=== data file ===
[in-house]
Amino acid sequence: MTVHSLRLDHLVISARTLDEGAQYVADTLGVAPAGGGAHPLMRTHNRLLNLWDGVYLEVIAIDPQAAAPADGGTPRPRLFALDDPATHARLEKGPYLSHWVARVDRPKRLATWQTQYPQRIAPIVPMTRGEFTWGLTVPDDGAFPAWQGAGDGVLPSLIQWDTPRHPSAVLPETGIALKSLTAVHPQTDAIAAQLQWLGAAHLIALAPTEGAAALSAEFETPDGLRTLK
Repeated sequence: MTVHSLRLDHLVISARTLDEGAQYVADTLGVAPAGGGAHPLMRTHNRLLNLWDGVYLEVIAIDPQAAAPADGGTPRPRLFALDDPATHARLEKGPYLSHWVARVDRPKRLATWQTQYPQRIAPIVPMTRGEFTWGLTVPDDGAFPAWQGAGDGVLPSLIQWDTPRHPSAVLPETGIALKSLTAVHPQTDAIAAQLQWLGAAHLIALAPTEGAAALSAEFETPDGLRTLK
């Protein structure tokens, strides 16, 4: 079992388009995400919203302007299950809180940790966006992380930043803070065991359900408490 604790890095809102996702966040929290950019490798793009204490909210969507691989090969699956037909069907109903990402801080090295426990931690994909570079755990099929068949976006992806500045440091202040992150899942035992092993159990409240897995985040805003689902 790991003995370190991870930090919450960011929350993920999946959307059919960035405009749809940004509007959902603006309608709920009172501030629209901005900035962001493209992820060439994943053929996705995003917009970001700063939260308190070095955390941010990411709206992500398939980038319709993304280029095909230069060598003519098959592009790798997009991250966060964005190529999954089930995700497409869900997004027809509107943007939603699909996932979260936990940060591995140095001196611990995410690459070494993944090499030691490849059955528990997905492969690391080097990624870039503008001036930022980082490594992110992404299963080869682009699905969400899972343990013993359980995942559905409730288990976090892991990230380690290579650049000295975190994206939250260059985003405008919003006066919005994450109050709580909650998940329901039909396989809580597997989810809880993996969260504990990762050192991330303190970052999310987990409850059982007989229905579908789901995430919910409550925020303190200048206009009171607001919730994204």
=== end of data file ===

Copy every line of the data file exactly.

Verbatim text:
[in-house]
Amino acid sequence: MTVHSLRLDHLVISARTLDEGAQYVADTLGVAPAGGGAHPLMRTHNRLLNLWDGVYLEVIAIDPQAAAPADGGTPRPRLFALDDPATHARLEKGPYLSHWVARVDRPKRLATWQTQYPQRIAPIVPMTRGEFTWGLTVPDDGAFPAWQGAGDGVLPSLIQWDTPRHPSAVLPETGIALKSLTAVHPQTDAIAAQLQWLGAAHLIALAPTEGAAALSAEFETPDGLRTLK
Repeated sequence: MTVHSLRLDHLVISARTLDEGAQYVADTLGVAPAGGGAHPLMRTHNRLLNLWDGVYLEVIAIDPQAAAPADGGTPRPRLFALDDPATHARLEKGPYLSHWVARVDRPKRLATWQTQYPQRIAPIVPMTRGEFTWGLTVPDDGAFPAWQGAGDGVLPSLIQWDTPRHPSAVLPETGIALKSLTAVHPQTDAIAAQLQWLGAAHLIALAPTEGAAALSAEFETPDGLRTLK
């Protein structure tokens, strides 16, 4: 079992388009995400919203302007299950809180940790966006992380930043803070065991359900408490 604790890095809102996702966040929290950019490798793009204490909210969507691989090969699956037909069907109903990402801080090295426990931690994909570079755990099929068949976006992806500045440091202040992150899942035992092993159990409240897995985040805003689902 790991003995370190991870930090919450960011929350993920999946959307059919960035405009749809940004509007959902603006309608709920009172501030629209901005900035962001493209992820060439994943053929996705995003917009970001700063939260308190070095955390941010990411709206992500398939980038319709993304280029095909230069060598003519098959592009790798997009991250966060964005190529999954089930995700497409869900997004027809509107943007939603699909996932979260936990940060591995140095001196611990995410690459070494993944090499030691490849059955528990997905492969690391080097990624870039503008001036930022980082490594992110992404299963080869682009699905969400899972343990013993359980995942559905409730288990976090892991990230380690290579650049000295975190994206939250260059985003405008919003006066919005994450109050709580909650998940329901039909396989809580597997989810809880993996969260504990990762050192991330303190970052999310987990409850059982007989229905579908789901995430919910409550925020303190200048206009009171607001919730994204």